Why You Should Hack Your Android Phone
CREDIT: Alexander Trinitatov/Shutterstock.com
Hacking your Android smartphone or tablet doesn't have to be left to the criminals who want to steal your money or personal data. Any user can do it, and sometimes the device's security will even be better as a result.
So should you hack your Android device? As with many things, the answer is: It depends.
"Rooting" a phone (known as "jailbreaking" if you're using an Apple device) basically means giving yourself administrative privileges, becoming a "superuser" who controls the root directory. That allows more control to the system. But just because any user can root a phone doesn't mean every user should.
First, let's look at the benefits. Android devices have a tough row to hoe with security. The system is open, which means the information about how it works is available to anyone. Unlike as with Apple's iOS mobile platform, there are few restrictions on what a third-party Android app can be programmed to do, although the Android Market recently added its "Bouncer" service to get rid of obvious malware.
Security patches are constantly being issued for the latest versions of the Android operating system. The latest major version, Android 4.0 or "Ice Cream Sandwich," offers firewall support, for example. But getting Ice Cream Sandwich on your smartphone or tablet depends on whether your cellular carrier or device manufacturer has got around to it yet.
On top of that, there's the sheer variety of Android devices, each with its own tweaks to the OS. Because of that, the version of Android that runs on an HTC Inspire, for example, is a bit different than what runs on an HTC Thunderbolt. Cellular carriers then toss in their own tweaks and add-on software as far as the manufacturer modifications will let them.
"Carriers have to build to the lowest common denominator" of possible manufacturer modifications, said Don DeBolt, director of threat research at Total Defense in Islandia, N.Y.
If a carrier doesn't push out every Android system or security update to every user in its network, it may be because, unlike with iPhones or BlackBerrys, there can be big differences in the hardware between users.
An alternate universe
So if you want the latest and safest version of Android, you won't always get it from a carrier or handset maker. Variations on Ice Cream Sandwich will soon be available from the developers of CyanogenMod or MIUI, two free alternative builds or "ROMs" for Android-based phones. The websites for both offer step-by-step instructions for rooting your handset or tablet.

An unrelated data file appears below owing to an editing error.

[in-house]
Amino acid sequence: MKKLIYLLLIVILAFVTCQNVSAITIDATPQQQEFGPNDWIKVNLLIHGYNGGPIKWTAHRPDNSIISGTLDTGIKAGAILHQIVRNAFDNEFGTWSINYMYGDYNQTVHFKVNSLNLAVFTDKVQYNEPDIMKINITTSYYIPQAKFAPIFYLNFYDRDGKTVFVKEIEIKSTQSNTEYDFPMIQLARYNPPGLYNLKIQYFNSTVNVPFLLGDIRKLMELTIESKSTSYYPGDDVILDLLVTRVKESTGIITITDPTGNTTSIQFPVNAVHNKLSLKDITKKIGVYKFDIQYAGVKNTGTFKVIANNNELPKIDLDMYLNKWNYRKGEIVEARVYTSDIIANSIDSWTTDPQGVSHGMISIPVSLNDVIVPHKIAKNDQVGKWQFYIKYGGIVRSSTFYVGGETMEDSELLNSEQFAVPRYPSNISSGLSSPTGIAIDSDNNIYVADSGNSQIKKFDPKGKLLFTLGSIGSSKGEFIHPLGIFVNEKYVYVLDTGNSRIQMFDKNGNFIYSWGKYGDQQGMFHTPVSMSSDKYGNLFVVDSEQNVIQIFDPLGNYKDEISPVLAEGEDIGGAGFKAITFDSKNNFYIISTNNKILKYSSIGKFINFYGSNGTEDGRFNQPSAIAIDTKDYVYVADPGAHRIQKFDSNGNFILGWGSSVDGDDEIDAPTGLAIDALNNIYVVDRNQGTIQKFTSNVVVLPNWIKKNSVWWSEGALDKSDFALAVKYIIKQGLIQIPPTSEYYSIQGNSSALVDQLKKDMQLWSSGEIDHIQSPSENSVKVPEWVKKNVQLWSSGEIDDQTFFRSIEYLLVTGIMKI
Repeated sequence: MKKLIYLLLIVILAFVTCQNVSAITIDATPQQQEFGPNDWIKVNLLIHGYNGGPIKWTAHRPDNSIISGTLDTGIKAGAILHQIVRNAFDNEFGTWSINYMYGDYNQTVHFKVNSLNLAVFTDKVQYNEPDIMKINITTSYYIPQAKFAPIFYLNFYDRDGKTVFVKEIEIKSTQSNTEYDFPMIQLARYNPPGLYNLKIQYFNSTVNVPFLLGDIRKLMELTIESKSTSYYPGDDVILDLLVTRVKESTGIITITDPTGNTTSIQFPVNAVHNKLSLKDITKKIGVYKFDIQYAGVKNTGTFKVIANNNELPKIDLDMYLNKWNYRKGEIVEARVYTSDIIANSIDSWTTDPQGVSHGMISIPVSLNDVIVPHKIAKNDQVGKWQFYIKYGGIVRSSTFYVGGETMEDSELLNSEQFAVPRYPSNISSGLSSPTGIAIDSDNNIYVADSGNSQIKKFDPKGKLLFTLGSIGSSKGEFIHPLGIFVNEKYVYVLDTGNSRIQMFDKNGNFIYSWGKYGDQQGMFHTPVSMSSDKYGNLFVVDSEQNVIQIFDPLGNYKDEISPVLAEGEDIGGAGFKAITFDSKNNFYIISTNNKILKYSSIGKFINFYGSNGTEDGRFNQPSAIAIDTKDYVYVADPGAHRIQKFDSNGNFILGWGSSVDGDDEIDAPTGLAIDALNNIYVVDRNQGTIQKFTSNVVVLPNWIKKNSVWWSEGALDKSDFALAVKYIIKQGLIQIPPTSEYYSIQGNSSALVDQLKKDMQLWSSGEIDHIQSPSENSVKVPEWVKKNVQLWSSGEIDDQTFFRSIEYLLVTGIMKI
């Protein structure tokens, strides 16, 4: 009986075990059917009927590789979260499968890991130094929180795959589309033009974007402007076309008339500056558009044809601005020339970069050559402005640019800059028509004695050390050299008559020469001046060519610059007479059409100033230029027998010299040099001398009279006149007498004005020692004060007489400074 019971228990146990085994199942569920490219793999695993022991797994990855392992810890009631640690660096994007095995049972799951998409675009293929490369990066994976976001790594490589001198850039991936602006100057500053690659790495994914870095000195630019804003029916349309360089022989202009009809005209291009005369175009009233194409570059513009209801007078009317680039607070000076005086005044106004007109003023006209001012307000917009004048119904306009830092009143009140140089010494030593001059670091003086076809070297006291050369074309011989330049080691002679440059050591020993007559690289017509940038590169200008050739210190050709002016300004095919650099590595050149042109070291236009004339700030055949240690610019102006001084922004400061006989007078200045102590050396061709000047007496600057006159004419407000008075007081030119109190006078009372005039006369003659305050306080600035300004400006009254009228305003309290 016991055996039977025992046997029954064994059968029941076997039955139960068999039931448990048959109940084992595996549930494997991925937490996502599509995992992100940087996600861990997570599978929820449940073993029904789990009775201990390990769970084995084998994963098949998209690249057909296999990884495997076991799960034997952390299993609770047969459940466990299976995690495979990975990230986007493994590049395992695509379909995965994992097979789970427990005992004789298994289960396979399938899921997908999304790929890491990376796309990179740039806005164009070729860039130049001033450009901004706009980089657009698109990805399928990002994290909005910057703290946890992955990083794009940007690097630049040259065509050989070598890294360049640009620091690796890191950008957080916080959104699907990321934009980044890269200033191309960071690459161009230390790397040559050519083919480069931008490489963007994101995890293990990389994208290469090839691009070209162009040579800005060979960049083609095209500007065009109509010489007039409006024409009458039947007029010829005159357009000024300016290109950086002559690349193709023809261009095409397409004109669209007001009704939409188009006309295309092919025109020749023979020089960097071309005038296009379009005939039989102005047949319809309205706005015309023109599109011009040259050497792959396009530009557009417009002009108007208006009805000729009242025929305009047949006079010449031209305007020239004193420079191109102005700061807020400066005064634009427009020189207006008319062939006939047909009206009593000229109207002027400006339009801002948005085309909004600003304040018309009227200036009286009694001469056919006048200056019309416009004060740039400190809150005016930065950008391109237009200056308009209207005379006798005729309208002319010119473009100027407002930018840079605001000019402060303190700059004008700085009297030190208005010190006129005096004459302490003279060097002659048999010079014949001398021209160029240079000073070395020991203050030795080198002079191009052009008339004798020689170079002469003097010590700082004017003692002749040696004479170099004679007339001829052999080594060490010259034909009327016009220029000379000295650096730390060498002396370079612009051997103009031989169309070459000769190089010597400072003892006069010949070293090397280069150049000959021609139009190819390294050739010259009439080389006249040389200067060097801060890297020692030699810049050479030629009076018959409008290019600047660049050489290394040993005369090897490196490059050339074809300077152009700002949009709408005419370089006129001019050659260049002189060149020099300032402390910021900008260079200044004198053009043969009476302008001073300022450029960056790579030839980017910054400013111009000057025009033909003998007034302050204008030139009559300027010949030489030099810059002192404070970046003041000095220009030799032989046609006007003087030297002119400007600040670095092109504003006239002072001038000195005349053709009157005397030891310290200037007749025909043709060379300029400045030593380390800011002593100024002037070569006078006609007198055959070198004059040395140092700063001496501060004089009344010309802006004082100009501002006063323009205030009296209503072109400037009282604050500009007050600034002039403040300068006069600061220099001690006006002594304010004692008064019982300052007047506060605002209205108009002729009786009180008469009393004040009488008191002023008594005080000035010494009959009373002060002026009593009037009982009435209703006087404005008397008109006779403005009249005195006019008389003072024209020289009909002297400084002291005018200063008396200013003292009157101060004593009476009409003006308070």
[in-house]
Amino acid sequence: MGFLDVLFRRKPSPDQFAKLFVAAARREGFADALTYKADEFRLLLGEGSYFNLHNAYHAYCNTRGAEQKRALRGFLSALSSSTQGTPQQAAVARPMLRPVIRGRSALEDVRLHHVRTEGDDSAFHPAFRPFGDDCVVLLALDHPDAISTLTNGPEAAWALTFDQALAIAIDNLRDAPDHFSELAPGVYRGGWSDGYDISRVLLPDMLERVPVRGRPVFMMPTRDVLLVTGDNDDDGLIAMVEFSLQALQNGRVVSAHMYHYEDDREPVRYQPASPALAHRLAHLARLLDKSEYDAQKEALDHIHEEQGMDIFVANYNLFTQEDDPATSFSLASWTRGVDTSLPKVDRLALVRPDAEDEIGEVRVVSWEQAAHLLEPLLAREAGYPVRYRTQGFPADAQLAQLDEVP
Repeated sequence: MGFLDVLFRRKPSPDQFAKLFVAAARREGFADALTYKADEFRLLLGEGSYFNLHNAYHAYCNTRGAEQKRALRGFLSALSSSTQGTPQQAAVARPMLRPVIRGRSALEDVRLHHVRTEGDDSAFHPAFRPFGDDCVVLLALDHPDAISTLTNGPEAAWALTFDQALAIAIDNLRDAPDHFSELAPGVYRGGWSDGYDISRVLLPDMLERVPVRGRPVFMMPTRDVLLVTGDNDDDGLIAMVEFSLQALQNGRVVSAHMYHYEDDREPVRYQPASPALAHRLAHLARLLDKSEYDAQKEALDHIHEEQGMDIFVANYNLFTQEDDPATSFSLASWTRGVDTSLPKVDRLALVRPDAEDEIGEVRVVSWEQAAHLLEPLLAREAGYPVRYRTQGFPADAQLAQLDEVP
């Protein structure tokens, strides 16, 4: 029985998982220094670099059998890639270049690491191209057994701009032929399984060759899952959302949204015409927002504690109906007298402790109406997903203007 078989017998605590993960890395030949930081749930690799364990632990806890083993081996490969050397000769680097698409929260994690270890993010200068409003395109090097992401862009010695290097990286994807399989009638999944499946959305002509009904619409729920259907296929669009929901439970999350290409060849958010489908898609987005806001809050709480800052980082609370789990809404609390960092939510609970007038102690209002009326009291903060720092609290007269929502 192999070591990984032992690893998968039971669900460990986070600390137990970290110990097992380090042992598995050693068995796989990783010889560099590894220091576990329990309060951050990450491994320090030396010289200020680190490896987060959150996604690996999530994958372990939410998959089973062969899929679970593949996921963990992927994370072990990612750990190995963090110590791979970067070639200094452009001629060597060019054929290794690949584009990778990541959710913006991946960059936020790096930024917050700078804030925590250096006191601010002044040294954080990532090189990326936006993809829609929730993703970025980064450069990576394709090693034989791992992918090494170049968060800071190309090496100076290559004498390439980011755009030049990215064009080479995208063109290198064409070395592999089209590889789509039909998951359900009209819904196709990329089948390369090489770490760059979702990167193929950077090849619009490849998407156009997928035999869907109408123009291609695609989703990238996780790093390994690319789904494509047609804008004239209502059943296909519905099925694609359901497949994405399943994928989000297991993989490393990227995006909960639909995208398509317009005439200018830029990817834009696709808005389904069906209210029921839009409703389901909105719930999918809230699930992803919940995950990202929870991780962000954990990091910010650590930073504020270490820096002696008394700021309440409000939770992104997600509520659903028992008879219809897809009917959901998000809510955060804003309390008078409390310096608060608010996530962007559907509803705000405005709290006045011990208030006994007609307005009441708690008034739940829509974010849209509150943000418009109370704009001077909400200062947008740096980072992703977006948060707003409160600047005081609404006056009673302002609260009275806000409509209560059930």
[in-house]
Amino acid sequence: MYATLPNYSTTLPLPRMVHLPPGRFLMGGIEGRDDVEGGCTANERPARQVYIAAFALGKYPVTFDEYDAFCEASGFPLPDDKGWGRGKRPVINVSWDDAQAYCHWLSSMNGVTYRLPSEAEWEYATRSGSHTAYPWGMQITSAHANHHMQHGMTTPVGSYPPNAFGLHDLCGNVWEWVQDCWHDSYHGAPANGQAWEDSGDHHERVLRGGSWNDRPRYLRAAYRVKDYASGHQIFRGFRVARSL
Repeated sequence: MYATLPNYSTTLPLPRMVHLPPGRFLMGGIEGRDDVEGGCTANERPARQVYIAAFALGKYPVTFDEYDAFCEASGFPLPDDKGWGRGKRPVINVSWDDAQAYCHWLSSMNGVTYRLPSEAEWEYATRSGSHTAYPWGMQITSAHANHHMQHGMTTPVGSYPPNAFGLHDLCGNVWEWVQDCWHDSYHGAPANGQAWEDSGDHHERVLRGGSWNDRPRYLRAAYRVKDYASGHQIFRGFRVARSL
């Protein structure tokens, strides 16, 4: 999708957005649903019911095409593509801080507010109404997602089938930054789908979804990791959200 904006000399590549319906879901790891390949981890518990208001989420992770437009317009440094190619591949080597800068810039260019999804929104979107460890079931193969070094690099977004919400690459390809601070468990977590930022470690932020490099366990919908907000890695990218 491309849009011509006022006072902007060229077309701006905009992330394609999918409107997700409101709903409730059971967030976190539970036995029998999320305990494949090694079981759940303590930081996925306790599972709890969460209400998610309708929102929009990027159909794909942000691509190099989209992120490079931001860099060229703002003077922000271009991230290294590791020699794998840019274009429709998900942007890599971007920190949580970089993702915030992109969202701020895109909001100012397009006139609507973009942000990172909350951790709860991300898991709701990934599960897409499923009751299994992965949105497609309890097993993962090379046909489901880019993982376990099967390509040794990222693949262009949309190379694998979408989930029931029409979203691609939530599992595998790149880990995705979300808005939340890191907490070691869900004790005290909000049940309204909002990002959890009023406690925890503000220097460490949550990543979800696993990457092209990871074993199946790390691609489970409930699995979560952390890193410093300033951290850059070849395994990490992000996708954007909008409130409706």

CyanogenMod and MIUI (pronounced "Me You I"), both currently based on Android's Gingerbread 2.3 kernel, have user interfaces somewhat different from stock Android, and some users say they offer better stability and security as well. For example, MIUI adds a built-in firewall while CyanogenMod offers the ability to fine-tune permissions given to apps (such as the ability to send and receive text messages).
"That comes in handy when dealing with malware," said Jimmy Shah, mobile security researcher at Santa Clara, Calif.-based McAfee. "Normally, a user would need to accept all permissions to run a program, allowing the malware free access to your device and the ability to cost you money or steal private information."
Aside from external threats, there's often the problem of unwanted carrier- or manufacturer-installed Android software. Sometimes it's just an annoyance, but it can be more insidious.
The hidden application Carrier IQ, which came installed on some Android phones, logged information about users' text messages and keystrokes. According to the developer, that was only to diagnose problems on a network. But later it emerged that some of that information did end up on the CarrierIQ company's servers. Rooting the phone lets you get rid of such software.
Lastly, there's "device masking," or pretending that your device is a different model than the one you're really using. CyanogenMod offers this feature.
Jason Hall, who writes the Tech Review… In Reviewblog noted that an Amazon Kindle Fire can run any Android app, but will only install apps purchased through Amazon. Masking it as a Samsung phone allows a user to get apps directly from the Android Market.
… and the cons
So with all those benefits to privacy, security and expandability, why not root your Android device?
Well, rooting does take a bit of technical skill. Unless you know what you're doing, you run the risk of "bricking" the phone. As the name suggests, that renders the phone into an expensive paperweight. This isn't a complete disaster – one can usually "factory reset" the phone, with some work. But odds are you'll void the warranty.
Then there's the question of who to get the software from. CyanogenMod is well-regarded, as is MIUI. Both, for instance, have websites that show how to contact support or have support forums.
It's less clear whether you should trust other websites, many of which offer a ways to root your device but don't seem to have any way to contact them. There are many developer forums and online communities, but for the average person, searching them can be daunting.
"The bottom line is, who do you trust?" DeBolt said.
It's also important to understand that rooting the phone doesn't alter the fact that hackers and scammers are always trying to get around security protections, even if you have features such as adjustable app permissions. You may still need to install mobile anti-virus software, whether it's free or paid for.
"There will always be the risk that more complicated malware can bypass such controls by using new or unknown vulnerabilities to gain root access, whether or not you modify your phone OS," Shah said.
This story was provided by SecurityNewsDaily, a sister site to TechNewsDaily.